(Also, here's a new video RILA has produced to promote their upcoming loss prevention conference. I have a feeling its going to be a lighthearted battle between NRF and RILA for best LP conference promotion.)

In case you didn't hear

Tuesday, March 3, 2009

ASIS International announced that Condoleezza Rice, Secretary of State from 2005 to 2009 and National Security Advisor In George W. Bush's administration, will serve as the keynote speaker at its Annual Seminar & Exhibits in September. This year's event will be held Sept. 21-23 in Anaheim, Calif.

ASIS always seems to come out swinging with top-of-the-line keynote speakers. Last year, the organization lined up political analysts James Carville and Mary Matalin, and my personal favorite security event keynote of all time, Tom Brokaw.

ISC West is less than four weeks away and I don't know if they have announced a keynote yet. I was just on their web site and it's not easy to find. I even searched for 'keynote' and an error came up. Anyone have information on this?

I'll be interested to see how the exhibitor and attendee traffic sizes up for both ISC and ASIS. The rumor is that large companies like Johnson Controls and Cisco will not have booths at ISC. It'll be interesting to see if ASIS experiences similar withdrawals from long-time supporters. Either way, I'm looking forward to hearing some insight from Conde.

—Rhianna Daniels

Napolitano gets down to business

Monday, March 2, 2009

You may remember a few weeks back when Janet Napolitano, the Secretary of the Department of Homeland Security, issued an array of action directives to evaluate the health and workings of DHS. Well, the directives are in and last week Napolitano went before the House Committee on Homeland Security to discuss "the path forward" for DHS.

There was lots of good news for security manufacturers with a call for improved technology:

It is difficult to think of an area of DHS operation where a greater use of cutting-edge technology would not improve capabilities. Our border security efforts, port screening, transportation security, customs processes, immigration programs, and preparedness and interoperability efforts could all benefit from a strong push to develop new technologies and implement them in the field.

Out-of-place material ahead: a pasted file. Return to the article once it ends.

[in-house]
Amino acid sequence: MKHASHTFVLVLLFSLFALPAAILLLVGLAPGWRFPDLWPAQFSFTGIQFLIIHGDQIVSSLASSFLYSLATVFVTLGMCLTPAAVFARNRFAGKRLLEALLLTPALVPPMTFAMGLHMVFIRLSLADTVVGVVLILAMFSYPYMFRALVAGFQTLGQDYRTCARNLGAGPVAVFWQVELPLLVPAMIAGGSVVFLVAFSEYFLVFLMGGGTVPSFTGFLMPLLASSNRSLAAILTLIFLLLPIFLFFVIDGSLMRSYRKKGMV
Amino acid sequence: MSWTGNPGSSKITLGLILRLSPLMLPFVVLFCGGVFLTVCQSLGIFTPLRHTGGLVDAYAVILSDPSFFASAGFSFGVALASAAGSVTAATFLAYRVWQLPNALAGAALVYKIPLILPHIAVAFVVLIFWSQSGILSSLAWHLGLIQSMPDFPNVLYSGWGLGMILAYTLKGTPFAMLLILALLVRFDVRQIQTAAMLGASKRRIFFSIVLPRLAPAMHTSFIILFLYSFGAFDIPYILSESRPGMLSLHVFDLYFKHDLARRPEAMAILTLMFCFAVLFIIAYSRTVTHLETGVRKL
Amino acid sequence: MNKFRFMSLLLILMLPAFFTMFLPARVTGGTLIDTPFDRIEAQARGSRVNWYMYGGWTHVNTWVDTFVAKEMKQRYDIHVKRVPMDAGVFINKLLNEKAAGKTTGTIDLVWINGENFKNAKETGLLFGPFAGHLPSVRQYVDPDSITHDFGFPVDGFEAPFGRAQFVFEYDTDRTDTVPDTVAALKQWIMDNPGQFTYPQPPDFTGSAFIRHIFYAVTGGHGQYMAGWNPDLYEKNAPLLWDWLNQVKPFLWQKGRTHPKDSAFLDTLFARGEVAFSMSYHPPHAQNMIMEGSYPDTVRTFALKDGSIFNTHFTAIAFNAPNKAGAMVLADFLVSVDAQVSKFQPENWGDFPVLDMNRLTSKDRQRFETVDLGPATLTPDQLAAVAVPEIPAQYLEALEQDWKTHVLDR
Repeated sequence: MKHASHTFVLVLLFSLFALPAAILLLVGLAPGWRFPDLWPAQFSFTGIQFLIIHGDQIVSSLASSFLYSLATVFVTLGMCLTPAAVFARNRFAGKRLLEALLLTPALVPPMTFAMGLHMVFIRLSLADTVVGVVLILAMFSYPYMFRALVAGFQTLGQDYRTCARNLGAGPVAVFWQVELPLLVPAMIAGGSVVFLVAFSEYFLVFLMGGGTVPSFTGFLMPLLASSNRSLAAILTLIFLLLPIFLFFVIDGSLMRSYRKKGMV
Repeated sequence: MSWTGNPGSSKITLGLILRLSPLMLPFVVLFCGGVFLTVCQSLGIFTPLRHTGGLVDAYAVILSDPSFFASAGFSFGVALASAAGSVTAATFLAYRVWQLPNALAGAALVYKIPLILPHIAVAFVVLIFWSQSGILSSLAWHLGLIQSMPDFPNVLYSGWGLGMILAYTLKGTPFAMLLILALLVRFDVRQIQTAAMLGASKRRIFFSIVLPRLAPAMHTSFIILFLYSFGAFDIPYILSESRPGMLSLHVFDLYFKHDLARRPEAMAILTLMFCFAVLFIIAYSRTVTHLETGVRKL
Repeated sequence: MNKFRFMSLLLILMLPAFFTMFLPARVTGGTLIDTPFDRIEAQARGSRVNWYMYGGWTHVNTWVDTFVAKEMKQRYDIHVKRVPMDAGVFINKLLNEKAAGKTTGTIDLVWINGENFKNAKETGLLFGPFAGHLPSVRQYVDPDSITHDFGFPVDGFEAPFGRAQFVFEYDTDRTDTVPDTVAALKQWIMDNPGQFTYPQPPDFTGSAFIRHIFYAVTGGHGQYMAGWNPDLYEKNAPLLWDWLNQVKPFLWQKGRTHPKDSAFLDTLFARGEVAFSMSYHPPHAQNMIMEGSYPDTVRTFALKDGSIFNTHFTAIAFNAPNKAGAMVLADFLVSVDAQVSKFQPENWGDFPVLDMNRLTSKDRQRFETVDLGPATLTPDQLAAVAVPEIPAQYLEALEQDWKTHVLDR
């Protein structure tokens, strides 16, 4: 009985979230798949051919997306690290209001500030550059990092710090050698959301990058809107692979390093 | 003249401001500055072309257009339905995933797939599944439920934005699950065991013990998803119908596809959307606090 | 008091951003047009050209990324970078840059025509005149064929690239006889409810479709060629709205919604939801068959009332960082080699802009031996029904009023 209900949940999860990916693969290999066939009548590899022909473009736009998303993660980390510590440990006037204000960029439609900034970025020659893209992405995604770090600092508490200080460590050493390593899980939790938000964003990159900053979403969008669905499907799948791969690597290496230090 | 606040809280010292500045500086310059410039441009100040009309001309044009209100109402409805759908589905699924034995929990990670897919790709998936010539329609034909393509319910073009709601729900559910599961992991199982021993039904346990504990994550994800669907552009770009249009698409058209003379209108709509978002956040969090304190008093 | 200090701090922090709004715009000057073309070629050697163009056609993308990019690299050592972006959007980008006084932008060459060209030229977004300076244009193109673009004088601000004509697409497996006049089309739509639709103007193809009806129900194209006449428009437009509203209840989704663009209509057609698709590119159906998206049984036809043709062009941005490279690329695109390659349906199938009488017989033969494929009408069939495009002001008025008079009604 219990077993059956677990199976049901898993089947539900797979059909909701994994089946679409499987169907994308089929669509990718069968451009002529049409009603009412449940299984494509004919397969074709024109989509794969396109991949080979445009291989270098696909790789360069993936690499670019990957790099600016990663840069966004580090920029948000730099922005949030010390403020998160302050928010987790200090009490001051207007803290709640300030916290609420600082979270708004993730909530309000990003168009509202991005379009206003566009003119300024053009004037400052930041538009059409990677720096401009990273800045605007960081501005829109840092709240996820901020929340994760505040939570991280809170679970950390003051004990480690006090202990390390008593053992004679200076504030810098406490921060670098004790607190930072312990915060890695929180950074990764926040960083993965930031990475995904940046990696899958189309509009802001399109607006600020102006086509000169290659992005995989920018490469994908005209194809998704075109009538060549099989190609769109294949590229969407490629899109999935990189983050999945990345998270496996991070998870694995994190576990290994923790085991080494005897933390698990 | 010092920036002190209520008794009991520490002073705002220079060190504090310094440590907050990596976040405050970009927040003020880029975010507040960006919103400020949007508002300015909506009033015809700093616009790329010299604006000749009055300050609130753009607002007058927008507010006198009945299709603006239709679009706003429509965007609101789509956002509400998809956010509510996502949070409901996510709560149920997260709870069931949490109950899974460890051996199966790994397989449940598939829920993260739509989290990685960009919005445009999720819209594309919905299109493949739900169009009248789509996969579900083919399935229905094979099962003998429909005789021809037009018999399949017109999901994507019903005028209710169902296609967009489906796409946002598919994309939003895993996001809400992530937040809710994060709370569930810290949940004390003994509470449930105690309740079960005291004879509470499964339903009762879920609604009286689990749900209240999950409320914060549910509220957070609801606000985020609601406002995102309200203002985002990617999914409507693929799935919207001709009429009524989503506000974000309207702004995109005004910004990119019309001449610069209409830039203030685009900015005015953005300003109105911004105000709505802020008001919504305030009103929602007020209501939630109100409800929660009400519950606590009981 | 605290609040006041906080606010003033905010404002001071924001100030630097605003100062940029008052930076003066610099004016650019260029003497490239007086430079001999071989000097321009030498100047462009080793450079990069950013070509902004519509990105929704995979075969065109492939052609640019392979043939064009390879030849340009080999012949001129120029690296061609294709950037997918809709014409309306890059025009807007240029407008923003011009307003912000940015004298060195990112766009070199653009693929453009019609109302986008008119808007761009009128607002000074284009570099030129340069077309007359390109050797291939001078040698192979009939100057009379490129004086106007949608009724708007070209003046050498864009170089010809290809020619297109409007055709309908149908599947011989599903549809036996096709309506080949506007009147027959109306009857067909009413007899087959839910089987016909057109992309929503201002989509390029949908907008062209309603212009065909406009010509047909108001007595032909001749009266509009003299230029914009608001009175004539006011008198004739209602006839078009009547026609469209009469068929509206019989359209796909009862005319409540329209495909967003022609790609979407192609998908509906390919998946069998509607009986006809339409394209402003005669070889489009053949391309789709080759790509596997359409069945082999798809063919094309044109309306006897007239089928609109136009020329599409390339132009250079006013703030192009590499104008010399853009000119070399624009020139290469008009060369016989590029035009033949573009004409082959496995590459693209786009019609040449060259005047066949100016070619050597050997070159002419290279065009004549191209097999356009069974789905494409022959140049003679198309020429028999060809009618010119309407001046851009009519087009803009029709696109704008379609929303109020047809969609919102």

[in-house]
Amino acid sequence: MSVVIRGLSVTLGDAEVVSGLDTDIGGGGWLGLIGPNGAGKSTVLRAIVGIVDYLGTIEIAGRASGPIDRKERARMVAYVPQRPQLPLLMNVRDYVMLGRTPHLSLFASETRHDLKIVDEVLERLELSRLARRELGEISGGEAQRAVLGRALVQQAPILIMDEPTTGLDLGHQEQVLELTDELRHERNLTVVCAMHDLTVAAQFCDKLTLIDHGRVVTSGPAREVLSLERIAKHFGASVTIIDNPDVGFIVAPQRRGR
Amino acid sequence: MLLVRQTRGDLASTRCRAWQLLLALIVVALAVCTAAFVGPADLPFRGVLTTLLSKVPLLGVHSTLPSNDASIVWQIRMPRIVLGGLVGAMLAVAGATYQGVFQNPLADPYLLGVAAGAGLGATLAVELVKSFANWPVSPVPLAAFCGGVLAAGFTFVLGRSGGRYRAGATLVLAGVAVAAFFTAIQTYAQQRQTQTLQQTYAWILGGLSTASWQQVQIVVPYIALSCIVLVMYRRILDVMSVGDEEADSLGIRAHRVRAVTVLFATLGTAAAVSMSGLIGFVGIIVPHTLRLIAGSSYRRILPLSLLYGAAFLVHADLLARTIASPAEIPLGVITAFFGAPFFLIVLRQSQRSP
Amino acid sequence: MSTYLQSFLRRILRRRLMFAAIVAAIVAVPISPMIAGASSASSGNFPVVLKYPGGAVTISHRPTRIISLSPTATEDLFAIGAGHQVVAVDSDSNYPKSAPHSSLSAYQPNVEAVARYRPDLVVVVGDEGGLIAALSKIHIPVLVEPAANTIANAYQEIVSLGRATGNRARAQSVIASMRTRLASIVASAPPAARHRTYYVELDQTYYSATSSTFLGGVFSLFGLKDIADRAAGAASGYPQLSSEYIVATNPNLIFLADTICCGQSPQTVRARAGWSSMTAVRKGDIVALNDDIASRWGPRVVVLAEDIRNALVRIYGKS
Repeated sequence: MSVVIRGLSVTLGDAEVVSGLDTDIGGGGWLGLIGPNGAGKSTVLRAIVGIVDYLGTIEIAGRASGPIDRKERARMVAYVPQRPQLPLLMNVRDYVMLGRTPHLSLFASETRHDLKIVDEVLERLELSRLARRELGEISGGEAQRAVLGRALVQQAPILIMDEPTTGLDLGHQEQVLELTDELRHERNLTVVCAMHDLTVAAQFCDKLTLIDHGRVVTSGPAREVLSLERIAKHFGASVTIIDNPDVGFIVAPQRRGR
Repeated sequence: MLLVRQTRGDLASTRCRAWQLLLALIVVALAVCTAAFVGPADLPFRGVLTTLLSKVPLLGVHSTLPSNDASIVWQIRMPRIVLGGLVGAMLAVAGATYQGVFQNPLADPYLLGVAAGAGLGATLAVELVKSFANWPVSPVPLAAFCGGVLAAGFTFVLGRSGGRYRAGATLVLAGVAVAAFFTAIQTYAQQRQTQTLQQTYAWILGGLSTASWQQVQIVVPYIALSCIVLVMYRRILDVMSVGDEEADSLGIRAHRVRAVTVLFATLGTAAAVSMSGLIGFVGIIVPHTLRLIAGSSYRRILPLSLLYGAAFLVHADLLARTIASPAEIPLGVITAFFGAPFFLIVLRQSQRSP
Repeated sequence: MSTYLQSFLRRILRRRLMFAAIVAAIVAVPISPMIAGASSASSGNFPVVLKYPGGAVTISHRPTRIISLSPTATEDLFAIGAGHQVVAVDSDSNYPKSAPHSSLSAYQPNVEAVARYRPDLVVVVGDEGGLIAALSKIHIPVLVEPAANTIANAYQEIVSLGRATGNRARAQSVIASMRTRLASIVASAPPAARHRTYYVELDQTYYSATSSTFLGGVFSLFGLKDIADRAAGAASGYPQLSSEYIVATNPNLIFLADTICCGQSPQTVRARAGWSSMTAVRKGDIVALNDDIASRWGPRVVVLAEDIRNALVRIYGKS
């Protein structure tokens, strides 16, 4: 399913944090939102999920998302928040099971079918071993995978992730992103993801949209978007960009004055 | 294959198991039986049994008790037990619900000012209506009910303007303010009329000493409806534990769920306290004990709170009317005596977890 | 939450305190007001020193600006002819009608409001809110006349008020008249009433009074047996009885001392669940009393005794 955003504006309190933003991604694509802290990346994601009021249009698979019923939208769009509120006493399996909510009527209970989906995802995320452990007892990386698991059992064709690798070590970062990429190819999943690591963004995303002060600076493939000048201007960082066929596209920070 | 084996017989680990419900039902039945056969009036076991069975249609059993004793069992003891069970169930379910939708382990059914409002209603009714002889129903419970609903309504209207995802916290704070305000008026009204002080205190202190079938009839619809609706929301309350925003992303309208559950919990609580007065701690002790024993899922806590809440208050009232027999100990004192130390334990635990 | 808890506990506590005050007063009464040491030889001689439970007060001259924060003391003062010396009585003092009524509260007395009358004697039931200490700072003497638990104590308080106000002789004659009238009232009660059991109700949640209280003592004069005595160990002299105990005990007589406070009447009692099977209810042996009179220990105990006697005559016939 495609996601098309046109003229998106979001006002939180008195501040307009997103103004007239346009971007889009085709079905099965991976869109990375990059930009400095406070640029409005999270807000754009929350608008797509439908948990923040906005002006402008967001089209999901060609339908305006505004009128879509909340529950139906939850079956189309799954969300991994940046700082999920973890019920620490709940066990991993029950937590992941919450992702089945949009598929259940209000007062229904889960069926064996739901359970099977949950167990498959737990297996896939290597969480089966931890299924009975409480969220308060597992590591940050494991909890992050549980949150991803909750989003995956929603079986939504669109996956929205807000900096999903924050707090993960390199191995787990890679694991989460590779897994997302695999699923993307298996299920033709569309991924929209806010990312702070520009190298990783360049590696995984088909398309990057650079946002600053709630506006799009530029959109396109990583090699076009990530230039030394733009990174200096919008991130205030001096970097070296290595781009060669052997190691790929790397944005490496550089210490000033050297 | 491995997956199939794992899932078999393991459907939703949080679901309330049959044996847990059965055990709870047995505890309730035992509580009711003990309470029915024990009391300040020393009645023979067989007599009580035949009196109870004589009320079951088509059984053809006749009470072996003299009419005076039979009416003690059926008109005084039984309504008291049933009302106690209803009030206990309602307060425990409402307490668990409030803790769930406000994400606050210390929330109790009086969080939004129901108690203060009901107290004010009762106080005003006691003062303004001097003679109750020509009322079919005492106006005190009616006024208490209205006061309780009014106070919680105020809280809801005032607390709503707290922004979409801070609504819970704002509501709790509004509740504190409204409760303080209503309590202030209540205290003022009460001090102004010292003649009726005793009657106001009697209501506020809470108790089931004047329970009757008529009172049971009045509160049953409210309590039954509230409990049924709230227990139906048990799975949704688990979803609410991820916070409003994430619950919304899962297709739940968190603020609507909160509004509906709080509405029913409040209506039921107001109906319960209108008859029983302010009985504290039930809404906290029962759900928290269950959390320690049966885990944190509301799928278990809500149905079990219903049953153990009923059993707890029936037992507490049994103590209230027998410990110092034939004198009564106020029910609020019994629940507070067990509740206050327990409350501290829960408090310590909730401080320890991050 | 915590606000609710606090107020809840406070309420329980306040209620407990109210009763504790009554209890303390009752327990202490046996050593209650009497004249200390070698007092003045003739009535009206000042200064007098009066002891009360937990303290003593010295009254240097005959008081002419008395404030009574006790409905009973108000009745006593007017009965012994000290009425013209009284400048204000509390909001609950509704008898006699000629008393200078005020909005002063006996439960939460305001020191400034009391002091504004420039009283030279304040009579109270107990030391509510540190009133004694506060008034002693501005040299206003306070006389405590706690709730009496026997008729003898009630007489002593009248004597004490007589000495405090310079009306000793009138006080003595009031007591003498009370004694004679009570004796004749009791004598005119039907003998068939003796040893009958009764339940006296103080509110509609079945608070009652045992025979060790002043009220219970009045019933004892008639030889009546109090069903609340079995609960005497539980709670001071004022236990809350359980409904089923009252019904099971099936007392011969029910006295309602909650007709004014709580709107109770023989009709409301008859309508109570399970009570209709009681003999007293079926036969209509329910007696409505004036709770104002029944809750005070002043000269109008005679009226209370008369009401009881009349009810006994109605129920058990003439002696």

She also discussed transportation security issues.

The review identified a number of areas where risks to transportation security could be reduced. Resources such as explosives detection systems and transit, rail, and port security personnel contained in the recently passed American Recovery and Reinvestment Act of 2009 will enable the Department to accelerate the mitigation of risk in these areas.

Also, something I found interesting and evidently I had missed the issuance of this directive, was an evaluation of DHS's role in healthcare surge. I know I'm a little obsessed with pandemic flu outbreak and other healthcare preparedness issues, but I was surprised to see DHS involved in this issue. Napolitano stated that DHS's role would include:

DHS’s supporting role in coordinating response to such an incident, and how the Department’s preparedness and public communications efforts could better facilitate existing healthcare surge capacities.

Also, in case you missed Napolitano on 60 Minutes last night, here's the link (I couldn't get the video to play, but it could be my computer). It was a pretty frightening piece on the drug wars in Mexico, which basically concluded that the Mexican government is out-gunned, out-financed and often working in collaboration with drug cartels. Napolitano voiced concern that the violence will spill over into the U.S. and reiterated some of the points on border security.

School security still a community matter

Saturday, February 28, 2009